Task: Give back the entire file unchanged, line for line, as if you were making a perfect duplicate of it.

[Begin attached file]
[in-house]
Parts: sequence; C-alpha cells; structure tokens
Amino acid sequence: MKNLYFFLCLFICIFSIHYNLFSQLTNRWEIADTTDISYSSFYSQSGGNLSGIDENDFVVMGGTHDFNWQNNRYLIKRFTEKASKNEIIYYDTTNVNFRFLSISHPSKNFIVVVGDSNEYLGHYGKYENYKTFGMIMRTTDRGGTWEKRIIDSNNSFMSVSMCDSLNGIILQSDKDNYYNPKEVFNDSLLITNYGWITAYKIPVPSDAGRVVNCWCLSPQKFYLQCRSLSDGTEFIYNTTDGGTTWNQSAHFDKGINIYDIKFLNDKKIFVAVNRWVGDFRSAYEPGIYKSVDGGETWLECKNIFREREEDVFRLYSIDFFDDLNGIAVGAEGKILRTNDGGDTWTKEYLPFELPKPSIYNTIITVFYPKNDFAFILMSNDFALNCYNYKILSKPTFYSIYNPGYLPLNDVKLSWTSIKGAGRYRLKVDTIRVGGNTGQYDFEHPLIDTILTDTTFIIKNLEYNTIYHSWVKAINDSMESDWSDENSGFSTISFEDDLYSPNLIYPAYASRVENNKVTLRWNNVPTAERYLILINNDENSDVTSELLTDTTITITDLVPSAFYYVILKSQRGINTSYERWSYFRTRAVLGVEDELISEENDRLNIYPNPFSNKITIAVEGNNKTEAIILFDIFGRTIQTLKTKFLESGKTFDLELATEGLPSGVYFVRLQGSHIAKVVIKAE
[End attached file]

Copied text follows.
[in-house]
Parts: sequence; C-alpha cells; structure tokens
Amino acid sequence: MKNLYFFLCLFICIFSIHYNLFSQLTNRWEIADTTDISYSSFYSQSGGNLSGIDENDFVVMGGTHDFNWQNNRYLIKRFTEKASKNEIIYYDTTNVNFRFLSISHPSKNFIVVVGDSNEYLGHYGKYENYKTFGMIMRTTDRGGTWEKRIIDSNNSFMSVSMCDSLNGIILQSDKDNYYNPKEVFNDSLLITNYGWITAYKIPVPSDAGRVVNCWCLSPQKFYLQCRSLSDGTEFIYNTTDGGTTWNQSAHFDKGINIYDIKFLNDKKIFVAVNRWVGDFRSAYEPGIYKSVDGGETWLECKNIFREREEDVFRLYSIDFFDDLNGIAVGAEGKILRTNDGGDTWTKEYLPFELPKPSIYNTIITVFYPKNDFAFILMSNDFALNCYNYKILSKPTFYSIYNPGYLPLNDVKLSWTSIKGAGRYRLKVDTIRVGGNTGQYDFEHPLIDTILTDTTFIIKNLEYNTIYHSWVKAINDSMESDWSDENSGFSTISFEDDLYSPNLIYPAYASRVENNKVTLRWNNVPTAERYLILINNDENSDVTSELLTDTTITITDLVPSAFYYVILKSQRGINTSYERWSYFRTRAVLGVEDELISEENDRLNIYPNPFSNKITIAVEGNNKTEAIILFDIFGRTIQTLKTKFLESGKTFDLELATEGLPSGVYFVRLQGSHIAKVVIKAE